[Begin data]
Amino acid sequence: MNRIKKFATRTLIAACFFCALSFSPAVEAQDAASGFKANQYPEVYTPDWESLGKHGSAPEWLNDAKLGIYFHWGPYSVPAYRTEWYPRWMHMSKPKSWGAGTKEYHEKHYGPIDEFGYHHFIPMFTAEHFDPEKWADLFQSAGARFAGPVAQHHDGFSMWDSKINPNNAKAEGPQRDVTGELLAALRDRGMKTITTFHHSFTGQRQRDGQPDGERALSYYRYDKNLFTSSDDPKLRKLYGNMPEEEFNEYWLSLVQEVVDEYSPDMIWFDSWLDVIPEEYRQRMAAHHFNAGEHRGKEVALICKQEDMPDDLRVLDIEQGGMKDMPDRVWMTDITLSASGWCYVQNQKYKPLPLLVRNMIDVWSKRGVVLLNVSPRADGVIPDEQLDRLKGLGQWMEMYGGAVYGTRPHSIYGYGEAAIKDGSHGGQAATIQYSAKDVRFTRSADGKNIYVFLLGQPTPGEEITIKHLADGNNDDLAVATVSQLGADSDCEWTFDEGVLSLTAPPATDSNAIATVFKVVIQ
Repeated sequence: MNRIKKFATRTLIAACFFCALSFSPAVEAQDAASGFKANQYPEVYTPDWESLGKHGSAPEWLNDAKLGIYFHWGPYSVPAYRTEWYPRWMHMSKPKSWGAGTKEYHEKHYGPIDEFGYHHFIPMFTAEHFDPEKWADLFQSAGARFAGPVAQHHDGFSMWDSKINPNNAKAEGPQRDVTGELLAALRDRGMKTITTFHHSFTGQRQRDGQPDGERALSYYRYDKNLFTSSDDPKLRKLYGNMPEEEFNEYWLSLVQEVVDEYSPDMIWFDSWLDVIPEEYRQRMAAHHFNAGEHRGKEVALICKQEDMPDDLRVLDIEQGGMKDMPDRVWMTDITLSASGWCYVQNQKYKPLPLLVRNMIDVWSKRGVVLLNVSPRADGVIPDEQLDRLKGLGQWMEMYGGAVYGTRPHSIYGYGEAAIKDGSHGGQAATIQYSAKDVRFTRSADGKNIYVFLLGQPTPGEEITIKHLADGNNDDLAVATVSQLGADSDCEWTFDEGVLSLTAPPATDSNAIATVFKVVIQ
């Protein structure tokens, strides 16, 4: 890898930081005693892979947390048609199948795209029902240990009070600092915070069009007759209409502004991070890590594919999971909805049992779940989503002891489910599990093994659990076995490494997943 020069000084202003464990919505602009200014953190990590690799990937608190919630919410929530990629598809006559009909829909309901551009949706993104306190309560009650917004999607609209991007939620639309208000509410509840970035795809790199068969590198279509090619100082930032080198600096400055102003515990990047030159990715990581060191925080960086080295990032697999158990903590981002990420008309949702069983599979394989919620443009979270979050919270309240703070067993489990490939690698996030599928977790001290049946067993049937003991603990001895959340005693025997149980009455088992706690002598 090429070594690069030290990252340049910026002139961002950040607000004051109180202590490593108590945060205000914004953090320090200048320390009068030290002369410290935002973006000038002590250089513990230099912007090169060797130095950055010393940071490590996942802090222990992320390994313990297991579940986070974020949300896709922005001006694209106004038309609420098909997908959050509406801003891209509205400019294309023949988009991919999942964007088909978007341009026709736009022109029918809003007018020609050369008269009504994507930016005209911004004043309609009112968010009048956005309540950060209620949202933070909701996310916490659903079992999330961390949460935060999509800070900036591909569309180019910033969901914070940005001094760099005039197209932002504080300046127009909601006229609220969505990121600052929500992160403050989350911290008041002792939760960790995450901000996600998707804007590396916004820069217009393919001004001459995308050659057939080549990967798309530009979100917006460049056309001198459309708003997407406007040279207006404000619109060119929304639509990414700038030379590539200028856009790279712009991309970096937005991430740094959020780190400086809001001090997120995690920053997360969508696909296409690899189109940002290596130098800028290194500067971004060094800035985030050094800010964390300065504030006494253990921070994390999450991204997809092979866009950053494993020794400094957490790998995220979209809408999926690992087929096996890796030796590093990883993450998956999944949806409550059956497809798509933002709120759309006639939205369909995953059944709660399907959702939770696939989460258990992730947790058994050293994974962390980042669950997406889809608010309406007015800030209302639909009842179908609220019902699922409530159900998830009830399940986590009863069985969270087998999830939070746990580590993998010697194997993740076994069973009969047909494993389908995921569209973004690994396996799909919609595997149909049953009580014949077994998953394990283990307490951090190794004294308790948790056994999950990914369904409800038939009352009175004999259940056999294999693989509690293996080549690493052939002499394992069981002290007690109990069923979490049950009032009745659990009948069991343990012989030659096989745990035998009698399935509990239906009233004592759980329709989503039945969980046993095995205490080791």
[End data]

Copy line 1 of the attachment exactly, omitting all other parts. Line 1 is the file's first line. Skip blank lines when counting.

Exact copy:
Amino acid sequence: MNRIKKFATRTLIAACFFCALSFSPAVEAQDAASGFKANQYPEVYTPDWESLGKHGSAPEWLNDAKLGIYFHWGPYSVPAYRTEWYPRWMHMSKPKSWGAGTKEYHEKHYGPIDEFGYHHFIPMFTAEHFDPEKWADLFQSAGARFAGPVAQHHDGFSMWDSKINPNNAKAEGPQRDVTGELLAALRDRGMKTITTFHHSFTGQRQRDGQPDGERALSYYRYDKNLFTSSDDPKLRKLYGNMPEEEFNEYWLSLVQEVVDEYSPDMIWFDSWLDVIPEEYRQRMAAHHFNAGEHRGKEVALICKQEDMPDDLRVLDIEQGGMKDMPDRVWMTDITLSASGWCYVQNQKYKPLPLLVRNMIDVWSKRGVVLLNVSPRADGVIPDEQLDRLKGLGQWMEMYGGAVYGTRPHSIYGYGEAAIKDGSHGGQAATIQYSAKDVRFTRSADGKNIYVFLLGQPTPGEEITIKHLADGNNDDLAVATVSQLGADSDCEWTFDEGVLSLTAPPATDSNAIATVFKVVIQ